The Hoagy Carmichael Project budget may be divided into four sections:

    • Creation of the sound recording digitizing lab
    • Creation of the image digitizing lab
    • Archival storage of the digital objects, the analog duplicates (sound recordings only), and the original objects
    • Creation of the two complementary Carmichael web sites

Overall, we are requesting funds for equipment, supplies, services, and some temporary staff to complete the project. The University will provide matching funds for the majority of the personnel costs for the project.

A more detailed discussion of each section follows.

Sound Recording Digitizing Lab

The digitizing lab for this project will be a self-contained unit. The ATM is currently set up with sound labs equipped with similar equipment that will be required for this project, but it is in near constant use. The workload of the Hoagy Carmichael project requires the purchasing of this self-contained system that will be used to transfer the audio materials from their present analog formats into digital and analog copies. The equipment for this digitizing lab has been selected with this need in mind. We must ensure that we obtain the highest quality possible from a single handling of the materials. The original Hoagy Carmichael materials are in various formats, from wire recording to 33 1/3 LPs to reel-to-reel tape. The Archives of Traditional Music will provide a wire recorder, but requests one analog reel-to-reel tape deck and one turntable to playback the originals. A second reel-to-reel tape deck and all the computer hardware and software is required to make the analog and digital copies.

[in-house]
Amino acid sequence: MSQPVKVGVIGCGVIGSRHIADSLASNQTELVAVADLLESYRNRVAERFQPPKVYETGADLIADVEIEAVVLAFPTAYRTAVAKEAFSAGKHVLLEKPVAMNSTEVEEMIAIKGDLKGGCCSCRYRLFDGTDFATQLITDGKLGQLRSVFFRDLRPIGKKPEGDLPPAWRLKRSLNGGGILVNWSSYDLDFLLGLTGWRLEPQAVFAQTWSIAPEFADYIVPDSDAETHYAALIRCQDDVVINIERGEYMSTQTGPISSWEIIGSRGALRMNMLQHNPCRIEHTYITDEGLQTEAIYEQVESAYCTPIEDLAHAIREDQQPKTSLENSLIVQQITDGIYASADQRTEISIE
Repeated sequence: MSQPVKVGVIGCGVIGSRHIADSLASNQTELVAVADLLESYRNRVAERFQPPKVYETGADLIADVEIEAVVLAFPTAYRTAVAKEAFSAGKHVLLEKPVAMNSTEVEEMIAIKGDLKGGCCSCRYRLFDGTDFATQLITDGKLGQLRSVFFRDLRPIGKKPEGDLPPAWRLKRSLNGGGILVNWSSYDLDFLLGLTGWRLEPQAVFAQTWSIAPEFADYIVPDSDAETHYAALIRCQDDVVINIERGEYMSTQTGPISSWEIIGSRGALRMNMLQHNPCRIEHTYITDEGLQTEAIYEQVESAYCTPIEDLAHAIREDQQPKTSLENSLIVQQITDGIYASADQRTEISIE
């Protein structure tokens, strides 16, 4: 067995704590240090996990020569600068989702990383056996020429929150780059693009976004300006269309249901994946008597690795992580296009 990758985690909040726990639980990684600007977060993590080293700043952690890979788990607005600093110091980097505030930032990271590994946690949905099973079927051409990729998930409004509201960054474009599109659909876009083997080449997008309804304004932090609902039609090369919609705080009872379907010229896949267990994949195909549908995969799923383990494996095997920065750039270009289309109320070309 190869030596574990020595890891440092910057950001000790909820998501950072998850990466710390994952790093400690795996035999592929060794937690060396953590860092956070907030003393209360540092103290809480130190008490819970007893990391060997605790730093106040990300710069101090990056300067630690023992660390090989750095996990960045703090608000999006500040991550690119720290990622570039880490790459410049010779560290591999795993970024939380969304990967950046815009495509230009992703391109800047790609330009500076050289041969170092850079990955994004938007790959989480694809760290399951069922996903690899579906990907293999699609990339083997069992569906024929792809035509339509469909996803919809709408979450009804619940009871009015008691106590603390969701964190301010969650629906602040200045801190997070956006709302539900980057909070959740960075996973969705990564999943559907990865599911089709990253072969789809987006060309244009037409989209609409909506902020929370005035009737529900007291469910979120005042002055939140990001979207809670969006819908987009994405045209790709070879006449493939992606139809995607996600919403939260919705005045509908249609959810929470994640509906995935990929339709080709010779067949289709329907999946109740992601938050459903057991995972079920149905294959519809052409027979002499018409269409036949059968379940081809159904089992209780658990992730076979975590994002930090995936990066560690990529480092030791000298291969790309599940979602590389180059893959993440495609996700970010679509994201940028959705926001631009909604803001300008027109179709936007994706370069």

Image Digitizing Lab